Republican members of the House Transportation & Infrastructure Committee held a roundtable with key transportation industry stakeholders on July 14 to discuss the impact of inflation on the nation’s infrastructure – especially in terms of getting new infrastructure projects off the ground.
[Above photo via House T&I Committee Republicans]
“Just yesterday [July 13] we saw the annual inflation rate reach 9.1 percent, the highest it’s been in four decades,” said Rep. Sam Graves, R- Mo., ranking member on the House T&I Committee, during the more than two-hour roundtable.
“Companies, states, and local governments are struggling with the cost of fuel, materials, equipment, and everything that goes into planning projects and building our infrastructure,” he added, noting that the meeting with transportation industry stakeholders “made it clear that these problems are multi-layered and feed into one another. And it will only get worse if we go into the recession that many economists are predicting.”
Industry participants at the House T&I Republican roundtable included:
- Shawn Wilson, secretary of the Louisiana Department of Transportation and Development and 2021-2022 president of the American Association of State Highway and Transportation Officials
- Karen Hubacz, president of Bond Construction Corp. and chair of the National Stone, Sand & Gravel Association
- Harold Sumerford Jr., CEO of J&M Tank Lines and chairman of the American Trucking Associations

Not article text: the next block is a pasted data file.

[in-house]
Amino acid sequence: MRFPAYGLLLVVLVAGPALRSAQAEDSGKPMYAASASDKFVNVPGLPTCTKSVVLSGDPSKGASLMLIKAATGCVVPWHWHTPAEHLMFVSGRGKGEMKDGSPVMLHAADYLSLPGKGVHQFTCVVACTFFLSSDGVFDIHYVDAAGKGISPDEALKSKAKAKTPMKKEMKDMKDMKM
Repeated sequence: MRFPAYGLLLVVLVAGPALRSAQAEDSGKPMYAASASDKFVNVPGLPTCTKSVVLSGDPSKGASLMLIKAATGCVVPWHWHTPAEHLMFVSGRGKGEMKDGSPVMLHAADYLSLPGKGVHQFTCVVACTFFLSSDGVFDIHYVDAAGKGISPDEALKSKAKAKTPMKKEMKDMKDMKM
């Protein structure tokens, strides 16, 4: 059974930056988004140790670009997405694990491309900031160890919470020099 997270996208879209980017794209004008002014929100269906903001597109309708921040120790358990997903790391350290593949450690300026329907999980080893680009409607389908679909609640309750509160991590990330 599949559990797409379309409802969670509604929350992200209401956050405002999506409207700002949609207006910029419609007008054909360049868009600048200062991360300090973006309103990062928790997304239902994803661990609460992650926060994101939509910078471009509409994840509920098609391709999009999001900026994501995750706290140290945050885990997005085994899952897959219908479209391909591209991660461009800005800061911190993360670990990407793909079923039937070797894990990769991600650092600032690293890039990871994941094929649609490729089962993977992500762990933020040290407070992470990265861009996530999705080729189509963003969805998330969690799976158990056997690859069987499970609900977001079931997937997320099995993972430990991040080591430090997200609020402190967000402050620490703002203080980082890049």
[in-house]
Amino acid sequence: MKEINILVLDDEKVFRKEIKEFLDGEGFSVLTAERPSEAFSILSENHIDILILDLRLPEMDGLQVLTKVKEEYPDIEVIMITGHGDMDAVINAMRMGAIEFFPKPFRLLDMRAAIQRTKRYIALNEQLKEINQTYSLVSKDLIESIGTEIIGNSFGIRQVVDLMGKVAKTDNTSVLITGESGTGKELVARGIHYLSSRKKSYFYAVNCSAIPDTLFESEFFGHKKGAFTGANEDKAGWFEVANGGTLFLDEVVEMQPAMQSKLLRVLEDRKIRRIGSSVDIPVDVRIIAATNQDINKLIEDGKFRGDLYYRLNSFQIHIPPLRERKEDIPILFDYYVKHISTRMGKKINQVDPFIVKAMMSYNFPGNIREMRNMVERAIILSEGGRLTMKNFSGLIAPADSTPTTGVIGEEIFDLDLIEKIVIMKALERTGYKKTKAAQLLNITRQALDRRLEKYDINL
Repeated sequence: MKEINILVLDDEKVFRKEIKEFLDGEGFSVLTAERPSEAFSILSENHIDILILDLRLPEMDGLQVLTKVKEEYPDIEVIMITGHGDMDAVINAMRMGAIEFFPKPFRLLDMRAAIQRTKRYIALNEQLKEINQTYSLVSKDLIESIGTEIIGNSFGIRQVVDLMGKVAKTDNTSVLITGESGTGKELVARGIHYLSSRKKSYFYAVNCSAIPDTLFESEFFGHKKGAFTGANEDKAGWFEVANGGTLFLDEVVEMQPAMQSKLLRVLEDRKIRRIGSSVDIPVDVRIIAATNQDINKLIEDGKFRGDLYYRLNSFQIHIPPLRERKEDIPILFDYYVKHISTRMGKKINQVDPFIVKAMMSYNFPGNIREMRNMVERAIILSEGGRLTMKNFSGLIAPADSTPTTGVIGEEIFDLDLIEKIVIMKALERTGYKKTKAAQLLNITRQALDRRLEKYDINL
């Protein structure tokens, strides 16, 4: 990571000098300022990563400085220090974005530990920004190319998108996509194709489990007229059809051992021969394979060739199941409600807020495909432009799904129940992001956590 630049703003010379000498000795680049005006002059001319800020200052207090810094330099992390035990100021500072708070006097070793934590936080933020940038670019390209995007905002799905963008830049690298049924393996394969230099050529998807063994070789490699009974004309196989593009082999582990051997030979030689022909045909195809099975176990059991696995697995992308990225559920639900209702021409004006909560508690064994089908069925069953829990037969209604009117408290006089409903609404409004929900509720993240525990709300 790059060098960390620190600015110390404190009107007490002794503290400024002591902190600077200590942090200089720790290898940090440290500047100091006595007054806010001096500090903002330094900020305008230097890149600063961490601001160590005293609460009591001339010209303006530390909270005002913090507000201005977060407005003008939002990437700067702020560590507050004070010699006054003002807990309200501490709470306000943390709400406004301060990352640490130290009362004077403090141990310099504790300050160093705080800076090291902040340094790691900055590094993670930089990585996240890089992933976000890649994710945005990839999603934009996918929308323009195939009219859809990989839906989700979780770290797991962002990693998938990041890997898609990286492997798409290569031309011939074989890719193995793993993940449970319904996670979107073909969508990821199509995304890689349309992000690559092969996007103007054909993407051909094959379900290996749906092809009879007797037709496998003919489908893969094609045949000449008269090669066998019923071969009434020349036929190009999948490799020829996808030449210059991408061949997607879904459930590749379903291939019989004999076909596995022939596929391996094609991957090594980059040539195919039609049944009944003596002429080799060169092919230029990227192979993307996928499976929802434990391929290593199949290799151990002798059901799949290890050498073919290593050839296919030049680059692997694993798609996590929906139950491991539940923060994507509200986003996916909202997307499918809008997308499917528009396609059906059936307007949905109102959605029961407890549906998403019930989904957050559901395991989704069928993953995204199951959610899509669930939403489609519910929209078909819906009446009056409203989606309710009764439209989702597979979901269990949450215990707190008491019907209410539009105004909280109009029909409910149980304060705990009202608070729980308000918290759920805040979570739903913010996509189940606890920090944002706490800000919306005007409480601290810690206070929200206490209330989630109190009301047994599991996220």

- George Palko, president and CEO of the Great Lakes Construction Co. and member of Associated General Contractors of America
- Robyn M. Boerstling, vice president of infrastructure, innovation, and human resources policy for the National Association of Manufacturers
- Luke Waddell, council member for the City of Wilmington, North Carolina
Louisiana DOTD’s Wilson noted in his opening remarks at the hearing that state departments of transportation, like the rest of the transportation industry, face severe economic headwinds across the United States, such as inflation, higher material costs, and growing labor shortages.
“The issue of inflation is impactful, it is having an effect not just on state DOTs but on industry in general,” he said. “The most important thing for us to do is to manage expectations. You’ve heard it said before, everyone has a right to their own opinions, but the facts are the facts. There is a percentage of expected [infrastructure projects] that will be not delivered because of inflation, because of supply chain and workforce issues.”
However, Wilson emphasized that state DOTs are committed to delivering the transportation projects under their purview despite those conditions, as they are “accustomed to limited resources and managing these kinds of issues over the long haul.”
Later that same day, Wilson expanded on his inflation-related views during a panel discussion at public-private partnership conference hosted by the American Road & Transportation Builders Association.
“The most looming impact of inflation for state DOTs is that it is cutting into 30 percent to 40 percent of what we are doing,” he explained.
“In terms of the global supply chain, materials are becoming harder to pay for and even harder to get. We’ve seen some with 35 percent of their price hike due to rising transportation costs alone,” Wilson noted.
“Workforce issues are becoming more significant as well as state DOTs are struggling to keep people employed and hire people, too,” he added. “And when we seek to hire for a position yet get zero applicants, that is both alarming and a major challenge.”